There’s not much else to say about it. Dick Clark, you will be missed. This is the guy who’ve I’ve listened to every year on New Year’s Eve since I was a little kid, the guy I have to thank for giving stars like Madonna and the Mamas and the Papas their start on “American Bandstand,” the guy who I suspect may have softened my mother to the rock ‘n roll back in the 50′s when it was a newfangled idea. Geoff Boucher of the LA Times put together a really nice 3-page spread honoring Clark that I’d like to share:
“Dick Clark, the youthful-looking television personality who literally introduced rock ‘n’ roll to much of the nation on “American Bandstand” and for four decades was the first and last voice many Americans heard each year with his New Year’s Eve countdowns, died Wednesday. He was 82.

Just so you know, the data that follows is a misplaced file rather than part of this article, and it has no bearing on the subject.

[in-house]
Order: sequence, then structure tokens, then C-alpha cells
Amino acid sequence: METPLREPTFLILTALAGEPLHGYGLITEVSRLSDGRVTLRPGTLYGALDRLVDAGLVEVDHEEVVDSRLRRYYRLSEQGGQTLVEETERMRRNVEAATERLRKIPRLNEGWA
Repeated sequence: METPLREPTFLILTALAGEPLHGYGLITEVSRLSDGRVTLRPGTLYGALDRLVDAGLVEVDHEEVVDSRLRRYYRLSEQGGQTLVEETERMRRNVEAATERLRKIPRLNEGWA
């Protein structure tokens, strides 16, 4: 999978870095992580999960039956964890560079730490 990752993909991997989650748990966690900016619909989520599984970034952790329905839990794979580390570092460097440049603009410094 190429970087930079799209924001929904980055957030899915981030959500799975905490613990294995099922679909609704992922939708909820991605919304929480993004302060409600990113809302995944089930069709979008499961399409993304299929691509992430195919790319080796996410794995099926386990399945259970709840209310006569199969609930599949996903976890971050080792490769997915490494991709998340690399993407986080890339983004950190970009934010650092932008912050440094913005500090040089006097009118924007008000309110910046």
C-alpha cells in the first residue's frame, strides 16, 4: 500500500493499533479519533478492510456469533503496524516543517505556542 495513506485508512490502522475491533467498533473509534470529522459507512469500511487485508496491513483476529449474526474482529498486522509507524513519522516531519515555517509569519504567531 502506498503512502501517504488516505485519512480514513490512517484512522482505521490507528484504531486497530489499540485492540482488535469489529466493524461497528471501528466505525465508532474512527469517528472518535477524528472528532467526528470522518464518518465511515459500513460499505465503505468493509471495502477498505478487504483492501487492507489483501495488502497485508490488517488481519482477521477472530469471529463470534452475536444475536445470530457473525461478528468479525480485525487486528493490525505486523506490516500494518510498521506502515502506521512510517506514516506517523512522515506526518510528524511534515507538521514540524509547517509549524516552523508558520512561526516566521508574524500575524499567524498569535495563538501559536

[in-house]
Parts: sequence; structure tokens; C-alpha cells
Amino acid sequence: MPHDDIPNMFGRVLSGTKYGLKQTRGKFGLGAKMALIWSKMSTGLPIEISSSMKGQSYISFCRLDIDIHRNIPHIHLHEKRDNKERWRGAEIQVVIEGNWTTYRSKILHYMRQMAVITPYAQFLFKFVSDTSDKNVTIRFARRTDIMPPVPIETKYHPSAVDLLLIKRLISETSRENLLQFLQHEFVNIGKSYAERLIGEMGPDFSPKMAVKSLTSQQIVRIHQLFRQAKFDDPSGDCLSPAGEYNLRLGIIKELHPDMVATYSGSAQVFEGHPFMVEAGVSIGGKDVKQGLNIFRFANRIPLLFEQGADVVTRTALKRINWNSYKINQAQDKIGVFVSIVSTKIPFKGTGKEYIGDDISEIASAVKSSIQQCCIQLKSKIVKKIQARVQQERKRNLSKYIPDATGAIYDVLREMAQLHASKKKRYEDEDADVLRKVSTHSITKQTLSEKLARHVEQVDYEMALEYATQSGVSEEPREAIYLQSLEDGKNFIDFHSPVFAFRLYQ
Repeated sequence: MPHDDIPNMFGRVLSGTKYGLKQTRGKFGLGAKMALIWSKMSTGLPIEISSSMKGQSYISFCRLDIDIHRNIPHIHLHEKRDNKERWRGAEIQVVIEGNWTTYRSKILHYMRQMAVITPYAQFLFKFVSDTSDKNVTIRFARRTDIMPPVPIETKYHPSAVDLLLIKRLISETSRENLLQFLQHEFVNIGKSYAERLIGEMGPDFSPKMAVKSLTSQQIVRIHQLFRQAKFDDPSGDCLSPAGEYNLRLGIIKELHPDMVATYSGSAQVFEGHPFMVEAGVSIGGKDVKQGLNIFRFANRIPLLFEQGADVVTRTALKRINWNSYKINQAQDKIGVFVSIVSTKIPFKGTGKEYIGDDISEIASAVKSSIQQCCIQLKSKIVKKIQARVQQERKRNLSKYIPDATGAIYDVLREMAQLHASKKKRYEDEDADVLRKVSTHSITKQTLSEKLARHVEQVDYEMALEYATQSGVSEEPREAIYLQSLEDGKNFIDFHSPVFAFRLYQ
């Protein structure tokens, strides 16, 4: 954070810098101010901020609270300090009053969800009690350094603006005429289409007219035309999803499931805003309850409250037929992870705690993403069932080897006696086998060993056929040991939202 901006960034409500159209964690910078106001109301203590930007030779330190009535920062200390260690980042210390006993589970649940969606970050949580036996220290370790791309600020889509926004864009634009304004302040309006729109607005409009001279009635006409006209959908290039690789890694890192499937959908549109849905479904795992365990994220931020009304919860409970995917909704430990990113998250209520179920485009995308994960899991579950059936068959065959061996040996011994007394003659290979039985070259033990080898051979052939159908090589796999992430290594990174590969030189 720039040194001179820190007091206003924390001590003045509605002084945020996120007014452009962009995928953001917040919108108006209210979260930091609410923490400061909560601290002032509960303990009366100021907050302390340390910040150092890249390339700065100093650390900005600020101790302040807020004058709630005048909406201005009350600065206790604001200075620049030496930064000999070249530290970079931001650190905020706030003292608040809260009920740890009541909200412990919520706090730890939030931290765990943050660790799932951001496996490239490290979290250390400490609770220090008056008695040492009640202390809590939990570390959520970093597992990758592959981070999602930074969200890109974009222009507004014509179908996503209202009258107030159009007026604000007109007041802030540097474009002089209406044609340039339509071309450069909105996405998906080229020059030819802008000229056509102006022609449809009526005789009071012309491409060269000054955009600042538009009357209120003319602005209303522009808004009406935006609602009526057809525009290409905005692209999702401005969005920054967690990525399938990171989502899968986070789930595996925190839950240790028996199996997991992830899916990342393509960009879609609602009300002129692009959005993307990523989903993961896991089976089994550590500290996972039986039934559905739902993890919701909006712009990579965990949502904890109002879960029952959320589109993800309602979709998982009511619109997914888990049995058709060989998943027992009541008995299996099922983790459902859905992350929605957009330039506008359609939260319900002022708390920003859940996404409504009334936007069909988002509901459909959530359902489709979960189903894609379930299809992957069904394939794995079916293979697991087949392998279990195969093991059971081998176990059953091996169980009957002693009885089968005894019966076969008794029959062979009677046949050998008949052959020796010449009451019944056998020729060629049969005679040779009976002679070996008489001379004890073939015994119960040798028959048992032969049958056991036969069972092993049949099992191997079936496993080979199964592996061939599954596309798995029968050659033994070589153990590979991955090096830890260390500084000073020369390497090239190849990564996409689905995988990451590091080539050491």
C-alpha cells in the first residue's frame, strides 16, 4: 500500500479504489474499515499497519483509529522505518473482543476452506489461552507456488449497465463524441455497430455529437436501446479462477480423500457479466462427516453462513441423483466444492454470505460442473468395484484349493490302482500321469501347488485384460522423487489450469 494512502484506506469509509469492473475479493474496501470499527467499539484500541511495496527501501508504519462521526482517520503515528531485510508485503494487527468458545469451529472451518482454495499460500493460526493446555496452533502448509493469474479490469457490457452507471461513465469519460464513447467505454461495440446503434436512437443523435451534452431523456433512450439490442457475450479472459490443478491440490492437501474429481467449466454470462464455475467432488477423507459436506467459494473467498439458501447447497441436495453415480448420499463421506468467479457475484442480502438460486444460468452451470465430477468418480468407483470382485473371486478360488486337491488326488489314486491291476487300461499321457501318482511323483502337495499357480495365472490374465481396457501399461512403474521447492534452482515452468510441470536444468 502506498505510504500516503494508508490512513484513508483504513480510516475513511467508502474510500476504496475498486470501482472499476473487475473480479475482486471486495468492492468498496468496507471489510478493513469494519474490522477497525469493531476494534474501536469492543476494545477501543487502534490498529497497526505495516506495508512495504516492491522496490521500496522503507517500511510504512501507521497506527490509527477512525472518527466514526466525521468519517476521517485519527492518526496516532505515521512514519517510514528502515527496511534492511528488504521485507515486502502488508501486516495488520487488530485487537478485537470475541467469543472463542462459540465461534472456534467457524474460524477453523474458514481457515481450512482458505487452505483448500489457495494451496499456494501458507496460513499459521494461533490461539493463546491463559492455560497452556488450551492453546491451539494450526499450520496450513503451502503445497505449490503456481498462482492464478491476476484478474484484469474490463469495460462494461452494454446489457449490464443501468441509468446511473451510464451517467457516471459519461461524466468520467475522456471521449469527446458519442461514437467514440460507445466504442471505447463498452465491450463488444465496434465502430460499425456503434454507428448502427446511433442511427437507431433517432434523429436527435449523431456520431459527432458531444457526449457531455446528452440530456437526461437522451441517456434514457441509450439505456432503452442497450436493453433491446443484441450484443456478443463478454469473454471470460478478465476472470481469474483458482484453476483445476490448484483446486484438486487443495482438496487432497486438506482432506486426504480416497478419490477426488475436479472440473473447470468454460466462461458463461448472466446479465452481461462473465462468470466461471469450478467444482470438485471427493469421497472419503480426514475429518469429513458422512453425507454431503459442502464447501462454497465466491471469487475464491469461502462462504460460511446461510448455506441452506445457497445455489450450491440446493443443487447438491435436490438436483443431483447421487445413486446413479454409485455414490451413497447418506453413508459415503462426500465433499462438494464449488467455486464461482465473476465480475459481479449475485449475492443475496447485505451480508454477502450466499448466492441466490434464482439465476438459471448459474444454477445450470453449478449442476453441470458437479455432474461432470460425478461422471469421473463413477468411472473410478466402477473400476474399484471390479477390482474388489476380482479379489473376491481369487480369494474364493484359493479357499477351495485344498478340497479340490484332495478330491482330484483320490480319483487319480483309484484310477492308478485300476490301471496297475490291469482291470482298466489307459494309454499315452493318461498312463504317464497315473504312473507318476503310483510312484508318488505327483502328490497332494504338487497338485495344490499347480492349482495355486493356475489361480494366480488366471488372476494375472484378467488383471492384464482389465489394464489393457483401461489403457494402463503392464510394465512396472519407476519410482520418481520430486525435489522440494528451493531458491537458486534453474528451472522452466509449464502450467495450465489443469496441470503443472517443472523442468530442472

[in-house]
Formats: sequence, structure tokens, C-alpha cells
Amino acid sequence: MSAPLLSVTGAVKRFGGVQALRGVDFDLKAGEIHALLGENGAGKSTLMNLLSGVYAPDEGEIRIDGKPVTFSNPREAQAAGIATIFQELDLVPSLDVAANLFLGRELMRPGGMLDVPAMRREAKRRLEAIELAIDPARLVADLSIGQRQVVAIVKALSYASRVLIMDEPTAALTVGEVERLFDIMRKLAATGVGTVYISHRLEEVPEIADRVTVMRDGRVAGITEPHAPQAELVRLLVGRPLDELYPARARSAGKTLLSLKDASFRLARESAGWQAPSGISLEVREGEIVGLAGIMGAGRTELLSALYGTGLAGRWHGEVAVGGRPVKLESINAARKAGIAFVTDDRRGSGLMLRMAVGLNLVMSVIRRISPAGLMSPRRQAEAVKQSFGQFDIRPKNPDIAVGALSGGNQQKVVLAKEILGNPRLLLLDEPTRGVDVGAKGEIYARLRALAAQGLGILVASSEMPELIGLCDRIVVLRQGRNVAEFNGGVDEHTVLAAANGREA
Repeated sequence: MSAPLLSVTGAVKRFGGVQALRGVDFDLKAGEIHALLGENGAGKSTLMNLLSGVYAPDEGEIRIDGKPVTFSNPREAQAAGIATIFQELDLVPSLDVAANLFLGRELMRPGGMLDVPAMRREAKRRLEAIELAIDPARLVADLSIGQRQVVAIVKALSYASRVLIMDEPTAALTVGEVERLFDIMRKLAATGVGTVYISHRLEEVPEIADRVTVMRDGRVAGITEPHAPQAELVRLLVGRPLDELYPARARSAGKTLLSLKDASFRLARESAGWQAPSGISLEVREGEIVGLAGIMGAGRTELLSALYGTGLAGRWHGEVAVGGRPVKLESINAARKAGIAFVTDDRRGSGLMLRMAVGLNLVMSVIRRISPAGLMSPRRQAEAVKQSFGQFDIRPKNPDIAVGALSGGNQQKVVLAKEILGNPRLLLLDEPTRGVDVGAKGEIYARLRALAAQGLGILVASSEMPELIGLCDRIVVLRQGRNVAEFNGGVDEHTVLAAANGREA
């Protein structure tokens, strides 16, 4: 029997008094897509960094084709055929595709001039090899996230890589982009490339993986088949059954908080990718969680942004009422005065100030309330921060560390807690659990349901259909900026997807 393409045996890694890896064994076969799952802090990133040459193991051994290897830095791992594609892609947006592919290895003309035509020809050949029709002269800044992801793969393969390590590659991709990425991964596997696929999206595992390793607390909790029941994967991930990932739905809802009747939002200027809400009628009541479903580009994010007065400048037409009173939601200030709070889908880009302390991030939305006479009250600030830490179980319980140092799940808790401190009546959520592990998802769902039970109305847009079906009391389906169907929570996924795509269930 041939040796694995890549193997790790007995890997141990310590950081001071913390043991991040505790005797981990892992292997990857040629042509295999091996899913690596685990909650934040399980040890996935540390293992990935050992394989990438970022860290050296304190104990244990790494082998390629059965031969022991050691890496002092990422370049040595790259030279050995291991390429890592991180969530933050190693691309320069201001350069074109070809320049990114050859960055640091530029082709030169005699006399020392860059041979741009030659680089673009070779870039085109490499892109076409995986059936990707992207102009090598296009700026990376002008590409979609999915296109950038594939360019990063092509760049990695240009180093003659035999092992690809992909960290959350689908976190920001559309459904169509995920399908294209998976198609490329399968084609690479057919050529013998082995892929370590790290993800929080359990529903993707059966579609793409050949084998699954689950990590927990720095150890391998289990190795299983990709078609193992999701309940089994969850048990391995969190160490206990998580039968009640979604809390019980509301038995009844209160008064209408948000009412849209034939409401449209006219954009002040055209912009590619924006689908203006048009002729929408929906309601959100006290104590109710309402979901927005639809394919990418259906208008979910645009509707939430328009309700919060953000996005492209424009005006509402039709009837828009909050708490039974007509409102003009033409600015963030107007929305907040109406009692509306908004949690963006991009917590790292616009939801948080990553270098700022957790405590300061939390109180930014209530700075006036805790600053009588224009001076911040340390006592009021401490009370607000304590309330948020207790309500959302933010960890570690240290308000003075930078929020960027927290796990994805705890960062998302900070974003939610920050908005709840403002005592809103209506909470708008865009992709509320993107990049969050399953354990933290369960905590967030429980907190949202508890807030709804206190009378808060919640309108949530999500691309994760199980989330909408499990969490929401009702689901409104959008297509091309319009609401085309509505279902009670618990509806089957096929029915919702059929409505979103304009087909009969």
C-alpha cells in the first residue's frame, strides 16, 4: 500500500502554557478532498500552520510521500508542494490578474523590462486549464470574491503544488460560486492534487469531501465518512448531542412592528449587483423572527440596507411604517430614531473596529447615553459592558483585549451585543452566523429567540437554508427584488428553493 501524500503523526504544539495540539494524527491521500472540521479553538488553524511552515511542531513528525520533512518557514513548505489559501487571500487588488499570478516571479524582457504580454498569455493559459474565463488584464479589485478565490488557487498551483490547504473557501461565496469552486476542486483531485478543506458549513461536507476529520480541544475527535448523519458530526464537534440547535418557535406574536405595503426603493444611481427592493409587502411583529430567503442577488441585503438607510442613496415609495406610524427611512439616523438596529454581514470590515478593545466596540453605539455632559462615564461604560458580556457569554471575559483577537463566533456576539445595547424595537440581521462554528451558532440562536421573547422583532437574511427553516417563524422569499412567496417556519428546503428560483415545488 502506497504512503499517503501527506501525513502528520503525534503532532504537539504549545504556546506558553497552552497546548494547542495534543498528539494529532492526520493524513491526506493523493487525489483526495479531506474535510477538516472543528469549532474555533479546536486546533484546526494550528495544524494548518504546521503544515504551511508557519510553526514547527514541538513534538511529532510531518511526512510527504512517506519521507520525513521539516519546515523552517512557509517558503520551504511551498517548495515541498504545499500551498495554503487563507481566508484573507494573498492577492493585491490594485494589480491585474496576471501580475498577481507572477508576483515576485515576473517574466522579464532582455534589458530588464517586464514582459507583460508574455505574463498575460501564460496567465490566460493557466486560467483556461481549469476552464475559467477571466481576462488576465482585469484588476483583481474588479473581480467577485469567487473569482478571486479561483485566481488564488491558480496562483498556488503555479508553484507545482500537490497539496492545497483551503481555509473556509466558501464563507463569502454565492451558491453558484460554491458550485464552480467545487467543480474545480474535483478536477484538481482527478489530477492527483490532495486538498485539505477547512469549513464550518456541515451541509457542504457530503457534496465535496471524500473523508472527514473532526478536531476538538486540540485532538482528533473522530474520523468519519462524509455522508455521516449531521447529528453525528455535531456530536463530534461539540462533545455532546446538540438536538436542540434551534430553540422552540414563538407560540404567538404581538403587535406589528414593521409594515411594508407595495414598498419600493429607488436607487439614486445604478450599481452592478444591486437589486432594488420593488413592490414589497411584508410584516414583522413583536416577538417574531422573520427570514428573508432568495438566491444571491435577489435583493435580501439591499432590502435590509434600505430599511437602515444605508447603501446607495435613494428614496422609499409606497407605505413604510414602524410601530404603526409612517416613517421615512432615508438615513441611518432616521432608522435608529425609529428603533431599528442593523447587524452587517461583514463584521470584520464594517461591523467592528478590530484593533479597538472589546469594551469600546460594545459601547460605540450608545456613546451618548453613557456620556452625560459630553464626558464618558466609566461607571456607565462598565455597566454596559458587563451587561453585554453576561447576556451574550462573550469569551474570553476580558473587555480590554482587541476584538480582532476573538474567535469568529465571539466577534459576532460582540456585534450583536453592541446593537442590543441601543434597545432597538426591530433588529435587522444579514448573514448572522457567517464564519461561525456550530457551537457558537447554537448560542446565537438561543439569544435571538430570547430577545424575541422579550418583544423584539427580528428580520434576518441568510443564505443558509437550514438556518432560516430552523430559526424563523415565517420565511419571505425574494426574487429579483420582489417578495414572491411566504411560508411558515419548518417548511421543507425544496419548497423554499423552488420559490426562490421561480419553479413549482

Clark died after suffering a heart attack following an outpatient procedure at St. John’s Health Center in Santa Monica, according to a statement by his longtime publicist, Paul Shefrin. Clark’s health had been in question since a 2004 stroke affected his speech and mobility, but that year’s Dec. 31 countdown was the only one he missed since he started the annual rite during the Nixon years.
With the exception of Elvis Presley, Clark was considered by many to be the person most responsible for the bonfire spread of rock ‘n’ roll across the country in the late 1950s. “Bandstand” gave fans a way to hear and see rock’s emerging idols in a way that radio and magazines could not. It made Clark a household name and gave him the foundation for a shrewdly pursued broadcasting career that made him wealthy, powerful and present in American television for half a century.”
To read more about Clark’s incredible life, accomplishments, and story click here.
As Dick himself used to say, “For now, Dick Clark…so long.” So long, indeed, Dick.